To avert farmer suicides, govt plans to curb financial firms

To avert farmer suicides, govt plans to curb financial firms

They will be tried under state laws for lending at high interest rates

To avert farmer suicides, govt plans to curb financial firms
Non Banking Financial Companies (NBFC), which lend money to farmers and the general public at exorbitant rates of interest, may be in for trouble. The state government is likely to move the High Court for removal of a stay order that prevents it from taking any “coercive action” against such companies.

On April 5, 2016, the government took the first step towards tightening the noose around these companies by withdrawing exemption given to four of them. Accordingly, Manappuram Finance (Tamil Nadu) Ltd, Coimbatore, Manappuram General Finance and Leasing Limited, Thrissur, Kerala, Muthoot Finance Ltd and Muthoot Fincorp Ltd, Bengaluru, are no longer exempt from Section 2(10) (iv) (b) of the Karnataka Money-Lenders (KML) Act, 1961, which seeks to crack down on moneylenders. The government action is based on recommendations of the Registrar of Cooperative Societies.

The government is under pressure to avert further farmer suicides. As many as 1,136 farmers have committed suicide in Karnataka, mainly for being unable to repay the loans taken from the NBFCs at high rates of interest, as per the records of the Registrar of Co-operative Societies.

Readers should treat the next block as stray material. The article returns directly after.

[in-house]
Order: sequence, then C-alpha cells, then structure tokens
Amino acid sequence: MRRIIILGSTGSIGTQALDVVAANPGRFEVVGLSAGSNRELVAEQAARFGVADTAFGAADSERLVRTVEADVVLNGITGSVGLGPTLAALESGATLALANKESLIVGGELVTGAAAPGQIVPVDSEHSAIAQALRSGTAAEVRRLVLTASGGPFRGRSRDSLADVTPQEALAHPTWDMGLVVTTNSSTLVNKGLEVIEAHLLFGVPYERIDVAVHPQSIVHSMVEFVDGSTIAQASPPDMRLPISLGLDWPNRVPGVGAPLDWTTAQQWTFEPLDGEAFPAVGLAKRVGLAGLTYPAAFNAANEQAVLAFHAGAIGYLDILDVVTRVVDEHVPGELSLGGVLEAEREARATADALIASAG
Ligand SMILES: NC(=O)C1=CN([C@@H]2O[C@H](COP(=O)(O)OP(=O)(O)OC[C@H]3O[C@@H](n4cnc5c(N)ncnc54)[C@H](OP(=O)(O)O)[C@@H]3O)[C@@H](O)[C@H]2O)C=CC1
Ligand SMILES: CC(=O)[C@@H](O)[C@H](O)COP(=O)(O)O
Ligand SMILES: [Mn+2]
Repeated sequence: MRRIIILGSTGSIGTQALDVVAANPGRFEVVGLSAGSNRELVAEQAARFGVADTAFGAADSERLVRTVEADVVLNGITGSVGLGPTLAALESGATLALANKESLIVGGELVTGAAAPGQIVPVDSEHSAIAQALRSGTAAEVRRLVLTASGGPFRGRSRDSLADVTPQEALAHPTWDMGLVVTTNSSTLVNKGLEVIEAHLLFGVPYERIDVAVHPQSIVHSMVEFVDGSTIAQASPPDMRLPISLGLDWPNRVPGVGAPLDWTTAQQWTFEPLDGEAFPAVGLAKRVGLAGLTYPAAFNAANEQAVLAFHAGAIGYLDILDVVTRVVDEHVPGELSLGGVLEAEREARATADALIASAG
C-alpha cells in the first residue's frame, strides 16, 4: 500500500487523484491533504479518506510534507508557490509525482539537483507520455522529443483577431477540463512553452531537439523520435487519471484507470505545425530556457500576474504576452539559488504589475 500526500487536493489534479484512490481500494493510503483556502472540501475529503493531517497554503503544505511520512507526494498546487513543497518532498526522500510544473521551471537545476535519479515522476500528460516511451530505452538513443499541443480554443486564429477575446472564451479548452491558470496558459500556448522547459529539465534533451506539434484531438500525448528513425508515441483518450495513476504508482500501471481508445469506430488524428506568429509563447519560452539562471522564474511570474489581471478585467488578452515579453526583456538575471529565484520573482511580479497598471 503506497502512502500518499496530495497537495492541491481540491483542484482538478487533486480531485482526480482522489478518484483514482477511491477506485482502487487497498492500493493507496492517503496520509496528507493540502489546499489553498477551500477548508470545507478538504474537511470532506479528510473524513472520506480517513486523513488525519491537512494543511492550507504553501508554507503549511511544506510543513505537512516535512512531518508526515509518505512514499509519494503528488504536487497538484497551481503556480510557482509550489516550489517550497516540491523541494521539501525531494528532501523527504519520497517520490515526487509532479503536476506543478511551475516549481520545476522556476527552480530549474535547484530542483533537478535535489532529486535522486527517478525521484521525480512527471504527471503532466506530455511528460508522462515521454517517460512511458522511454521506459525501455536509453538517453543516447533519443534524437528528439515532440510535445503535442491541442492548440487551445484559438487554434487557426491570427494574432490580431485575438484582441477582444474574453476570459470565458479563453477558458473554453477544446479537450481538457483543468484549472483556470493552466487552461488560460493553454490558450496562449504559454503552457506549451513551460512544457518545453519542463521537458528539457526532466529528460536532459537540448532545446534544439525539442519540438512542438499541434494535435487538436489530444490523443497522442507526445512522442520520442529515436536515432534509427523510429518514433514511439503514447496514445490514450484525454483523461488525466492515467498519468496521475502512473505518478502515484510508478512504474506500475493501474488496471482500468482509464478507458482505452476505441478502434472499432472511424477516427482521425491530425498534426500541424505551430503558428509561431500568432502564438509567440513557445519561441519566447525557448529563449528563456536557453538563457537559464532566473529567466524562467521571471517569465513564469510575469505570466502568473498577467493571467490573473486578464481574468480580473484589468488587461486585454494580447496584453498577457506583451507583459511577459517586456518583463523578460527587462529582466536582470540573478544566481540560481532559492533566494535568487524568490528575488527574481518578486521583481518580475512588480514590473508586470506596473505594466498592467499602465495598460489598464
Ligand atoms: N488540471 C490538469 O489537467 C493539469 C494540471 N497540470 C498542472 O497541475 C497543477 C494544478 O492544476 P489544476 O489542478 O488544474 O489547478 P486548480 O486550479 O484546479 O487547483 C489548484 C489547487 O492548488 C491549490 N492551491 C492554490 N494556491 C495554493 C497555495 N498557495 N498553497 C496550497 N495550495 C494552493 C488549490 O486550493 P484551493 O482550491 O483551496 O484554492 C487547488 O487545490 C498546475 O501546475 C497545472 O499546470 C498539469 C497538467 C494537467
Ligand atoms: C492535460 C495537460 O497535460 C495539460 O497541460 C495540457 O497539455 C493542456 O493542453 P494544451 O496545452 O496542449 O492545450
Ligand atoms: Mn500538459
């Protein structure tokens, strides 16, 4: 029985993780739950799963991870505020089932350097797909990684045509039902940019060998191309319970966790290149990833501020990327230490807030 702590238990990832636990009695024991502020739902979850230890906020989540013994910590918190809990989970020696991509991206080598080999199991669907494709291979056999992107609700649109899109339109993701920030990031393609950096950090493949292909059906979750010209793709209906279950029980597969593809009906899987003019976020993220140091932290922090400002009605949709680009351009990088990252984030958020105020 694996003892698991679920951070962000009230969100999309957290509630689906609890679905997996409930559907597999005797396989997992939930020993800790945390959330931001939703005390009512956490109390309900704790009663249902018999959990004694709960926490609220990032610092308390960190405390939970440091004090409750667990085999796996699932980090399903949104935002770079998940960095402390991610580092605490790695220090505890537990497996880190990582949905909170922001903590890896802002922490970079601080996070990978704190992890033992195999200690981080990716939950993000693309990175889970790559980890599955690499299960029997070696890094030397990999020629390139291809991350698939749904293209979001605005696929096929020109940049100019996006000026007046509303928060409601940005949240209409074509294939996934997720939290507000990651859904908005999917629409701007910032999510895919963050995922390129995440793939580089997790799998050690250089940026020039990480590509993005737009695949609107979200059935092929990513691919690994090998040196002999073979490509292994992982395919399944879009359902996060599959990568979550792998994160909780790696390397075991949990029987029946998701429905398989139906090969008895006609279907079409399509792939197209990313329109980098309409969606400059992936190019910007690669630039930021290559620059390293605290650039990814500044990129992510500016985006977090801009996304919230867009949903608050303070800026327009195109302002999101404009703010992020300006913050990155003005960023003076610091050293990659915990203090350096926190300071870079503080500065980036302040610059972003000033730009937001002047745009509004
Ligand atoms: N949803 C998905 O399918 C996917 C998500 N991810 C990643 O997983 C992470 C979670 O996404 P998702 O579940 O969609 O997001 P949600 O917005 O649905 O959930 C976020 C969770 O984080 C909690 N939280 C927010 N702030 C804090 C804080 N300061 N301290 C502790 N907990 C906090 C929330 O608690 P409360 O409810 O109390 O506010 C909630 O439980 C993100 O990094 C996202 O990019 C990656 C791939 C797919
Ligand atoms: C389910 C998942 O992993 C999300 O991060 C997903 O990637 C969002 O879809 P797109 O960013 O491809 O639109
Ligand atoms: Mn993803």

The government feels its hands are tied in the matter since most financial companies claim jurisdiction under the Reserve Bank of India, saying they follow the Fair Practices Code for Lenders and are governed under Chapter 3(B) of the RBI Act, 1934. The companies also argued before the High Court that the RBI Act “overrides” state laws such as the KML Act, 1961, and the Karnataka Prohibition of Charging Exorbitant Interest Act, 2004. Hence, these laws do not apply to them, they maintained.

There are 17,027 NBFCs in Karnataka, according to a source in the Department of Cooperation. Section 28 of the KML Act, 1961, empowers the government to fix the interest rates from time to time. The present interest rate is 14% for secured loans and 16% for unsecured loans. In reality, however, the companies charge between 20% and 35%, making it extremely difficult for the borrower to repay.

There have been many police complaints against the NBFCs. The High Court also heard many petitions and ordered the government not to take any “coercive action” against them until it adjudicates in the matter.

Similar petitions were filed before the High Courts in Kerala and Gujarat. While the Kerala High Court favoured the NBFCs, the latter ruled against them. The matter is now before the Supreme Court, said the source.